A marketing plan isn’t something anyone should take lightly. It may be fun and creative to work on, but it’s a serious portion of your operation.
Failure to develop a plan that’s tailored to your firm’s core objectives could work very much against you.
“A strategic marketing plan is more than just a list of tactics. It takes into account the many variables that can impact your business’ growth, like the inner-workings of your company, the market you’re competing in, your competition and opportunities,” Simple Machines Marketing explains.
“This insight is critical for determining the strongest opportunities to pursue.” In many cases, you’ll see companies develop a marketing plan, then tweak their business objectives to fit the strategy … but this is a backward way of going about the mission.
It’s impossible to develop an effective marketing plan if you haven’t initially zeroed in on your core business objectives. That doesn’t guarantee marketing success, but it does increase your chances of increasing ROI.
What are your business objectives? Can you list off your two or three primary goals right now, without having to spend more than few seconds having to think about it?
If the other key stakeholders in your business were asked the same question, would their answers be close to yours? Before going any further, you need to ensure you have clarity in this area; only then may you begin to regard your marketing plan in the correct light.
An effective marketing plan is able to reach the right customer with the right message at the right time. In order to accomplish these three objectives at the same time, you need to ensure everything’s properly aligned with your core business objectives.
Here’s how you make that happen:
Companies frequently make the mistake of being too narrow with their audiences. They assume they’re doing the right thing by closing down their focus and allocating all their resources to the customers that offer the highest potential ROI.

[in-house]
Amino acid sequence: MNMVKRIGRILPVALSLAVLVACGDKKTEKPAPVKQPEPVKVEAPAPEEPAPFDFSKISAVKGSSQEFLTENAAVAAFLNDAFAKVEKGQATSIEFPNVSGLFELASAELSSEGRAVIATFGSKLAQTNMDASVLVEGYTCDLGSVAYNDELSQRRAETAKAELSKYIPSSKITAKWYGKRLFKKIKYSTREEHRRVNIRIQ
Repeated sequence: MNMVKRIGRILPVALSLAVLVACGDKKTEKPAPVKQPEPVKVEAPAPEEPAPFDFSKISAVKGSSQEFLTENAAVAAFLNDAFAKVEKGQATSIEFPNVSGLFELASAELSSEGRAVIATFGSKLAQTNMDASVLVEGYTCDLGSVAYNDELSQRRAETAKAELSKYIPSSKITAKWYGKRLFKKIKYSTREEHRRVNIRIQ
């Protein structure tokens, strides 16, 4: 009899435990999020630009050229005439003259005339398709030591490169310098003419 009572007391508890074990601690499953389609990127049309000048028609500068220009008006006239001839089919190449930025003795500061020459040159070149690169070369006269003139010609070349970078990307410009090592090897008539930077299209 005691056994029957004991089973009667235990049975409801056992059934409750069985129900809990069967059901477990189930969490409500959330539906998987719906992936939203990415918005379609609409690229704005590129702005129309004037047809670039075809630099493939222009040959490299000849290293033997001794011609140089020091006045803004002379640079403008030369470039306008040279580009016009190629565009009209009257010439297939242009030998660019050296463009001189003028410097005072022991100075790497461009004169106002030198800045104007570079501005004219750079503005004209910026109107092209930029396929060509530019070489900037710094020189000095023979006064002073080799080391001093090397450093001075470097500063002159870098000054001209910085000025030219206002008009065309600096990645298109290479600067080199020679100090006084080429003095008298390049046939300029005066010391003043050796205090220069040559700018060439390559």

But this could do a disservice to the firm’s lead-generation efforts. “The ‘top’ of the funnel is where brand awareness and lead generation happens,” Digital Marketing Institute explains.
“It’s where you have the opportunity to cast a net over the broadest possible customer base and not only build your audience, but also engage with them to understand more about your entire strategy.”
As you develop customer profiles for your target audience, don’t neglect the people along the fringes. Most of these folks will likely drop off as you move down the funnel, but ignoring them at the top dismisses any possibility of reaching any of them at the bottom.
You naturally think like a marketer or business owner. But if you want your marketing plan to connect with potential clients, you have to put yourself in their shoes.
As Eden Ames of the American Marketing Association points out, visual imagery does a far better job of conveying a message than words ever will. People think in pictures and the human brain is much more likely to connect with an idea if a visual is involved.
Ames also reminds marketers that other seemingly small psychological factors can have a huge impact on how customers accept certain marketing messages. For example, the color blue is associated with trust.
The first number a customer sees can affect how he or she evaluates a price in the future. And people often behave in accordance with how they’re labeled.
It can be quite helpful to develop partnerships with other brands, especially in the form of co-marketing. But if you’re going to do that, you need to make sure you work with companies that have similar objectives. Otherwise, you’re liable to become yoked unequally, and one or both of you could suffer adverse consequences.
As entrepreneur Brian Fitzgerald says, “Co-marketing is about building a book of business for both you and your partners. A huge part of that is achieving shared goals in a collaborative manner. As such, you should take time to get to know the people you are partnering with, the people behind the business.”
If, after taking the time to get to know another business, you feel your respective goals are in alignment, then proceed. A well-timed partnership can be extremely cost-effective.
Proving marketing ROI is one of the biggest challenges businesses face. It could also be said that quantifying ROI is one of the most important steps toward optimizing your efforts and getting the most out of your marketing plan.
As you develop and implement the plan, make sure you regularly measure, analyze and revisit the drawing board to ensure that your execution — not just your planning — is in harmony with your business objectives. This is the only way to know whether you’re on track.